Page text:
Hotel Portofino

Come for the scenery. Stay for the scenery in a new UK period saga.

You have to admire the versatility of Natascha McElhone.

Best known as David Duchnovy’s wife in Californication, she heads the cast of Foxtel’s new period drama Hotel Portofino, screening just weeks before her role in Paramount+ sci-fi Halo.

Created by Matt Baker (Before We Die, Professor T) the series is set in 1920s Italy, shot in both Italy and Croatia.

McElhone stars as Bella Ainsworth, daughter of a wealthy industrialist and manager of the boutique hotel, referred to as “A very english hotel on the Italian Riviera.”

As the series opens with terribly Downton-esque music, you get the feeling this is hoping for a similar run. The family-run hotel sees wealthy Brits in the management ‘upstairs’ roles and more than a few locals in the ‘downstairs’ servants roles.

The guests are similarly wealthy, allowing for both class-driven storylines and the finest of frocks -more on that later.

It’s no wonder Bella is running the show. Husband Cecil (Mark Umbers) has debts and a wet personality. he’s hoping dashing son Lucien (Oliver Dench) will marry into money through guest Rose (Aussie Claude Scott-Mitchell), visiting with easily-shocked mother Julia Drummond-Ward (Lucy Akhurst).

Viewers need to stay alert as a parade of characters are introduced, including daughter Alice ( Olivia Morris), Dr. Anish (Assad Zaman) who was with Lucien when he was wounded in WWI, Italian aristocrats Count Carlo Albani (Daniele Pecci) and son Roberto (Lorenzo Richelmy), difficult guest Lady Latchmere (Anna Chancellor), visiting Americans Jack Turner (Adam James) and Claudine (Lily Frazer) plus staffers cook Betty (Elizabeth Carling), porter Billy (Louis Healy) and more.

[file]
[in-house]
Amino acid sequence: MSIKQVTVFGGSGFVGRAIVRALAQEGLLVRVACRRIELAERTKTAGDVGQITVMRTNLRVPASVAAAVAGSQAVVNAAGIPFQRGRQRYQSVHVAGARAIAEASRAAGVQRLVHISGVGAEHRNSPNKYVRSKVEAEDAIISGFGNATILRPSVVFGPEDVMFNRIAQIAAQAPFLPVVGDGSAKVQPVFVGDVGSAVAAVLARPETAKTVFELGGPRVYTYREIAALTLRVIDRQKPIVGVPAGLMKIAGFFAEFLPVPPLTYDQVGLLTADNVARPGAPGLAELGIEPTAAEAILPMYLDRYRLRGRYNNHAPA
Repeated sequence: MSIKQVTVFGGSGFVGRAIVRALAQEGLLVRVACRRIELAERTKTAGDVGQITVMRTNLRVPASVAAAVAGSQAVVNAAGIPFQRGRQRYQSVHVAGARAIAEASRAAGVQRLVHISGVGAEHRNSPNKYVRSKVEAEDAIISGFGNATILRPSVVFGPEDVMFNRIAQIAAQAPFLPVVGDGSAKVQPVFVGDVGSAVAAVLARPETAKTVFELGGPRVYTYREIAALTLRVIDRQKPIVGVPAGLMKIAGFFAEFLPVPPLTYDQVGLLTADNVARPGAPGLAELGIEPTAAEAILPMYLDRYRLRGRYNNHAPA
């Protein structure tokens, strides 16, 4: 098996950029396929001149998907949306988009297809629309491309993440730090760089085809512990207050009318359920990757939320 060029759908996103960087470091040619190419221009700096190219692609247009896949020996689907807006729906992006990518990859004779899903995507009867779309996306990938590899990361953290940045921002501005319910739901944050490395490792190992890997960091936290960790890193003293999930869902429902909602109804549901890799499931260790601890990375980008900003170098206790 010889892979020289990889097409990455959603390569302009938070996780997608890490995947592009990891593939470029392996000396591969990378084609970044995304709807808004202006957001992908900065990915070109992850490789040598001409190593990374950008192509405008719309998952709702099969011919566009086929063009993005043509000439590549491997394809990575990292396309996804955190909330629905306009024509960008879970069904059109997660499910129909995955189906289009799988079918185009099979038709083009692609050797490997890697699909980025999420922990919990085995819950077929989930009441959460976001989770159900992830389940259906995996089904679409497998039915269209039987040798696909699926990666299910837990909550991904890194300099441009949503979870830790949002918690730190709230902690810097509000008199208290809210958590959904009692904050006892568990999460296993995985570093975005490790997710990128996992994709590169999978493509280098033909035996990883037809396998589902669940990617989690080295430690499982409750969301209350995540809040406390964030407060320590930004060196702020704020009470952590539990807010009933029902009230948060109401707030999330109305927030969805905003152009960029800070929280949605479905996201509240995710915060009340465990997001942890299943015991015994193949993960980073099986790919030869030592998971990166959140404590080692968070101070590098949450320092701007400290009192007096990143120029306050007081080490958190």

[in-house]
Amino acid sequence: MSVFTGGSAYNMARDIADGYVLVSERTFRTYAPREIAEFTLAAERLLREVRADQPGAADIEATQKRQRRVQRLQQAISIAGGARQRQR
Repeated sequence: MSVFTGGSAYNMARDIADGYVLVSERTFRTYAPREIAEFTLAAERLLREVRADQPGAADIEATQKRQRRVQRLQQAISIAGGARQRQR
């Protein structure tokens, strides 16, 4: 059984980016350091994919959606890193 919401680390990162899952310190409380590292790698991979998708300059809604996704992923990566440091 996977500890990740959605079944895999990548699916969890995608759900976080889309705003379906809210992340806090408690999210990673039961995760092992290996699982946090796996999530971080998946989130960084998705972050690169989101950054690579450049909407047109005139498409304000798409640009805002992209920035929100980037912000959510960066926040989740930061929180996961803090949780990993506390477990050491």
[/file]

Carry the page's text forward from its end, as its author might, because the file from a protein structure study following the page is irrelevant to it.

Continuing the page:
Two other key roles include newly-arrived nanny Constance (Louisa Binder) and local councillor Signor Vincenzo (Pasquale Esposito) who quickly establishes himself as Bella’s local nemesis.

Rippling underneath the pleasantries and melodrama is the rising fascism movement under Mussolini’s Italy. This is one of the more interesting aspects, if only briefly touched upon in early episodes.

Much of the foreground drama is familiar stuff. Who has secrets? Who is getting intimate with whom? Backstories unfolding. It’s largely been done many times before whether by Julian Fellowes’ hit series, some smashing Merchant Ivory films or even a bit of Agatha Christie -I kept waiting for a dead body to show up, leaving everyone as a suspect.

Having said that, the backdrop is heavenly. There are alluring costal shots, pastel buildings, cool aquamarine waters, which will either make you want to book a Mediterranean holiday or resent it being denied to you for two years. The costumes are so pristine it’s like they’ve only been taken off the rack for Episode 1 (they’re not exactly ‘lived in’). If the experience is something from a storybook, so too is some of the dialogue.

Come for the scenery. Stay for the scenery…. and you’ll have a perfectly pleasant stay.

Hotel Portofino double episode Tuesday, February 8 at 8.30pm on FOX Showcase.

3 Responses

  1. The colours are so pretty and of the time, in the costuming, decor, wood panelling, even the railway station’s window frames… It’s enchanting to watch for that alone. The lovely muted slate-blues, greens, grey-greens, bright mint, and shades of eau de nil…

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